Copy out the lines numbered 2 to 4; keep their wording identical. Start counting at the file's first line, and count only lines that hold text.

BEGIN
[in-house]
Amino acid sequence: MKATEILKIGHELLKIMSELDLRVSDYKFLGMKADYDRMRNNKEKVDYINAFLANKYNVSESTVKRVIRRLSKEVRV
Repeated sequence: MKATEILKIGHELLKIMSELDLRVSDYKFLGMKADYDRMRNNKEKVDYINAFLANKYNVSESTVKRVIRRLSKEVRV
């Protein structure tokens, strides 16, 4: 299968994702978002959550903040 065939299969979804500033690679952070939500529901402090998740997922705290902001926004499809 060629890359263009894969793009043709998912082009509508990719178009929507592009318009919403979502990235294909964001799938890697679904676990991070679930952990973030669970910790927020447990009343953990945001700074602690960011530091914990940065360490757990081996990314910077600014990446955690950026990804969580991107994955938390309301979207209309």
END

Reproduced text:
Amino acid sequence: MKATEILKIGHELLKIMSELDLRVSDYKFLGMKADYDRMRNNKEKVDYINAFLANKYNVSESTVKRVIRRLSKEVRV
Repeated sequence: MKATEILKIGHELLKIMSELDLRVSDYKFLGMKADYDRMRNNKEKVDYINAFLANKYNVSESTVKRVIRRLSKEVRV
């Protein structure tokens, strides 16, 4: 299968994702978002959550903040 065939299969979804500033690679952070939500529901402090998740997922705290902001926004499809 060629890359263009894969793009043709998912082009509508990719178009929507592009318009919403979502990235294909964001799938890697679904676990991070679930952990973030669970910790927020447990009343953990945001700074602690960011530091914990940065360490757990081996990314910077600014990446955690950026990804969580991107994955938390309301979207209309």